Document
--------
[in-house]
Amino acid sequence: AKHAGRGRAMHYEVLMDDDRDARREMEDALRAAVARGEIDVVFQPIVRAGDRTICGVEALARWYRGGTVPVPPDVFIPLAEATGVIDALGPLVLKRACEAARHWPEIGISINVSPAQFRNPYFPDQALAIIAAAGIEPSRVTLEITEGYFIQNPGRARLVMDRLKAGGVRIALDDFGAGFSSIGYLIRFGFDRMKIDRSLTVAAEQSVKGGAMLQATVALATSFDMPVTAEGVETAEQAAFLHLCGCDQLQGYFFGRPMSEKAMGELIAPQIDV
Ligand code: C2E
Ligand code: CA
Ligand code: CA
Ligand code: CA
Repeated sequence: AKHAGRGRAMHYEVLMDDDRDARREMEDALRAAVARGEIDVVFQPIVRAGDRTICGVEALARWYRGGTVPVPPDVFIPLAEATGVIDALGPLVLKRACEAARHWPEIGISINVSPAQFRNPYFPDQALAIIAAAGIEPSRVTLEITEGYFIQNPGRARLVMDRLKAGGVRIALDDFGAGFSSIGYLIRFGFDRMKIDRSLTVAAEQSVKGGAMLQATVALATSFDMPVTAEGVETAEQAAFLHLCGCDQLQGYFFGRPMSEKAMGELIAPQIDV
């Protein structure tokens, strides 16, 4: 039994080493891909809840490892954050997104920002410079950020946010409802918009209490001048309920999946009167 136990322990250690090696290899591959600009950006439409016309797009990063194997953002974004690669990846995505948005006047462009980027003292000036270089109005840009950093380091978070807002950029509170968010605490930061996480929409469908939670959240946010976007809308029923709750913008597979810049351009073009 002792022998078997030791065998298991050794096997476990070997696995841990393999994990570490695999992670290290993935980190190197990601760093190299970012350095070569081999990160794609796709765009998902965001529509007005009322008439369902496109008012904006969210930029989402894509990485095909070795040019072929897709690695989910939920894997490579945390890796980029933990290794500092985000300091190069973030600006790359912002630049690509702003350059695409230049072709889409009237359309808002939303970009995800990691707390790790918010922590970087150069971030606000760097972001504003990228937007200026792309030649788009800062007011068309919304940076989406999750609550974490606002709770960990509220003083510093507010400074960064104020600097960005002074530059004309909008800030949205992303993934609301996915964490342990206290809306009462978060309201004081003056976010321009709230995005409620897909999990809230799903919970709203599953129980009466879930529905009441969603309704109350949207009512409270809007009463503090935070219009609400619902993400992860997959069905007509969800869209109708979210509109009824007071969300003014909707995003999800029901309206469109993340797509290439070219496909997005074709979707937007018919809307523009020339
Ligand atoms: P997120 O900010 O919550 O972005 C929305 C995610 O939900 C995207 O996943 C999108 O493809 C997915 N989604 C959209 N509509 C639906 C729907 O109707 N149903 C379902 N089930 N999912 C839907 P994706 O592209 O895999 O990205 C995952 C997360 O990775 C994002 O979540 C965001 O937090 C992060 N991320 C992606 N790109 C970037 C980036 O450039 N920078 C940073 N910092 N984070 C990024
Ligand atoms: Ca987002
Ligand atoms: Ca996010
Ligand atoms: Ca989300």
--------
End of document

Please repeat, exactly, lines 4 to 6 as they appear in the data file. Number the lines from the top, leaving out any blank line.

Ligand code: CA
Ligand code: CA
Ligand code: CA